Physiologus 1587: The Eagle
Physiologus 1587: The Peacock
The Peacock is the most boastful of animals since his body and wings are so beautiful. But when he looks at his feet he calls out for they are not like the rest of his body. Interpretation: man delights in the good things of life but calls out to God when reminded of his sin.
Both the Physiologus and the Bestiary took their place with the other books of animal symbolism of the Renaissance: the Beast Epics (such as the Roman de Renart), the Volucaries (such as Jean de Cuba’s Jardin de Santé) and Emblem books (such as Camerarius’ Symbolorum & Emblematum Centuria, a Century of Symbols and Emblems). The encyclopaedic Historia Animalium, the History of Animals, by Konrad Gesner, is often reckoned to be the first modern work of zoology, but even here each of his descriptions was prefaced with a symbolic interpretation of the animal he was describing. The last part of this vast tome was published in 1587, that is contemporaneously with de Leon’s Physiologus although in his list of sources Gesner describes this latter as by an 'author obscurus'.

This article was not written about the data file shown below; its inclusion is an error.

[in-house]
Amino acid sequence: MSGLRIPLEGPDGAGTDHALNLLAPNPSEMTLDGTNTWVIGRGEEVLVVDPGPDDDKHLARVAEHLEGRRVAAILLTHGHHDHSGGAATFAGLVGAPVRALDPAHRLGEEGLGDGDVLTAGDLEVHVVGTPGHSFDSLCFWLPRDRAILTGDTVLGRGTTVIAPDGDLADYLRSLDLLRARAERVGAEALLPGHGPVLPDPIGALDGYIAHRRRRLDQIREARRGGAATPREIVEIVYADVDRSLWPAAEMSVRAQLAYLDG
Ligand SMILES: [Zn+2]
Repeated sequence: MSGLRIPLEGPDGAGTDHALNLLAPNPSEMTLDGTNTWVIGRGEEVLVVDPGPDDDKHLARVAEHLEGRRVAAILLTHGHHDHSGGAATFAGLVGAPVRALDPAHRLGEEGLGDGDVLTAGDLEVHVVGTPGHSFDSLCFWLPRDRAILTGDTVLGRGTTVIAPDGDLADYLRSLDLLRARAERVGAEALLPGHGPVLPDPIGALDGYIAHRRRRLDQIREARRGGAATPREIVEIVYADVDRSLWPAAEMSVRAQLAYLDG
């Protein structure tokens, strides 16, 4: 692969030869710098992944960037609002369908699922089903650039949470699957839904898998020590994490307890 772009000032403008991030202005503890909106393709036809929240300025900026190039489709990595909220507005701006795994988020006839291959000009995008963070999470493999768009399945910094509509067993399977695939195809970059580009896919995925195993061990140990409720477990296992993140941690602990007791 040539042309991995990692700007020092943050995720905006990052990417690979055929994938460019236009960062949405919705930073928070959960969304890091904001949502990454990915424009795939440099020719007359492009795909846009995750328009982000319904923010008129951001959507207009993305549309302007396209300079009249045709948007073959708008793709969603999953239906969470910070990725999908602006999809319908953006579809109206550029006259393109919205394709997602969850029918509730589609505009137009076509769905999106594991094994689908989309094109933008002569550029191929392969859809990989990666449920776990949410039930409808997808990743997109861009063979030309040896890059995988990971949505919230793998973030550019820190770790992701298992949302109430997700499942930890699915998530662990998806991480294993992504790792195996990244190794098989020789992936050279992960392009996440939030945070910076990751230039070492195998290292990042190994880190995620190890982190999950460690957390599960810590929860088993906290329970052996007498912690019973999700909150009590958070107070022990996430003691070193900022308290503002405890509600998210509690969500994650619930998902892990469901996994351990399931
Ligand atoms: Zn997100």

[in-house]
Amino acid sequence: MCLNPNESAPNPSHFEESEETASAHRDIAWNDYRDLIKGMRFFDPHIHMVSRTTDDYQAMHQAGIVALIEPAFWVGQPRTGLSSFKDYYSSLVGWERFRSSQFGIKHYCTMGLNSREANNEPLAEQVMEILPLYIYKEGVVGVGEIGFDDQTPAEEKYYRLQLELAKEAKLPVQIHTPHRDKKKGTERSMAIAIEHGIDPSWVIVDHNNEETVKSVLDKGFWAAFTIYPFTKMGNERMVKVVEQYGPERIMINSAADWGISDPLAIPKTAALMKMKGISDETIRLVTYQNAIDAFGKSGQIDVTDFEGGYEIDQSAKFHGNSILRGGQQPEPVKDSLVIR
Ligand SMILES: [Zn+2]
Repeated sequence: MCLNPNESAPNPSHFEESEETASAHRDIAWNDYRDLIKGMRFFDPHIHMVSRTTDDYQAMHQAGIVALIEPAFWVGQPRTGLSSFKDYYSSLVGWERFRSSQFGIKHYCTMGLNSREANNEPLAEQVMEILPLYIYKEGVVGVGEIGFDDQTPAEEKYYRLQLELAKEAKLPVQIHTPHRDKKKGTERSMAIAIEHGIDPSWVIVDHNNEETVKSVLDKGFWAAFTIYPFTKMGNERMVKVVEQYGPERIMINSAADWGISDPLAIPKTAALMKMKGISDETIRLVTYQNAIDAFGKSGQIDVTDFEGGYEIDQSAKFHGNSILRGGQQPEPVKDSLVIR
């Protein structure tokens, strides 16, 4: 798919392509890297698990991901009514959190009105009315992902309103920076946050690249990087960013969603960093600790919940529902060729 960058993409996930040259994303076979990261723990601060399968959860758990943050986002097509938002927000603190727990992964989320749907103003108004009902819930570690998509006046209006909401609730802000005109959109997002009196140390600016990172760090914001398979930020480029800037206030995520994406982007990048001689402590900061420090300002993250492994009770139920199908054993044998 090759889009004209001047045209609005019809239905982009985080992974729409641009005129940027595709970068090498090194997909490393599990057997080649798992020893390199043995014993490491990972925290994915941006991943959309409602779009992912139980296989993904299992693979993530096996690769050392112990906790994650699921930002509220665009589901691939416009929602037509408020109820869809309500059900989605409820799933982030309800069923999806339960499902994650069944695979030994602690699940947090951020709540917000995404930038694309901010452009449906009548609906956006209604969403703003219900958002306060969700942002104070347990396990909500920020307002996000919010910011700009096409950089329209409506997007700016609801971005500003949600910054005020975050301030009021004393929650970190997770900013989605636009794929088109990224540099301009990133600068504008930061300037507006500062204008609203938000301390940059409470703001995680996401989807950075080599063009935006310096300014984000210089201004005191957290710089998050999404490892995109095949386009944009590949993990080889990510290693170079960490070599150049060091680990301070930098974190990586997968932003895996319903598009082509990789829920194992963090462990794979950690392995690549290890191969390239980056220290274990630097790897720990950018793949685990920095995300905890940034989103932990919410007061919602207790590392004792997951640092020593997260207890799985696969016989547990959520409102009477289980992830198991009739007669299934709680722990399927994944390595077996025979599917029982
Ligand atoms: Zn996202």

The Physiologus was finally reprinted in 1618 in Nicholas Caussin’s De Symbolica Aegyptorum Sapienta (On the Symbolic Wisdom of the Egyptians) although Caussin’s enthusiasm for the text was apparently limited. His commentary is confined to just one of the animals described.
Bibliography: Fr. Sbordone, Physiologus Rome: Albrighi, 1936; Alan Scott The Date of the Physiologus in Vigiliae Christianae, 52, 4 (Nov., 1998), pp. 430-441; Michael J. Curley Physiologus: A Medieval Book of Nature Lore University of Chicago Press, 2009; B. E. Perry Physiologus ed. F. Sbordone in American Journal of Philology 1937, 58.
Ingrid D. Rowland Giordano Bruno: Philosopher, Heretic Farrar, Strauss and Giroux, 2008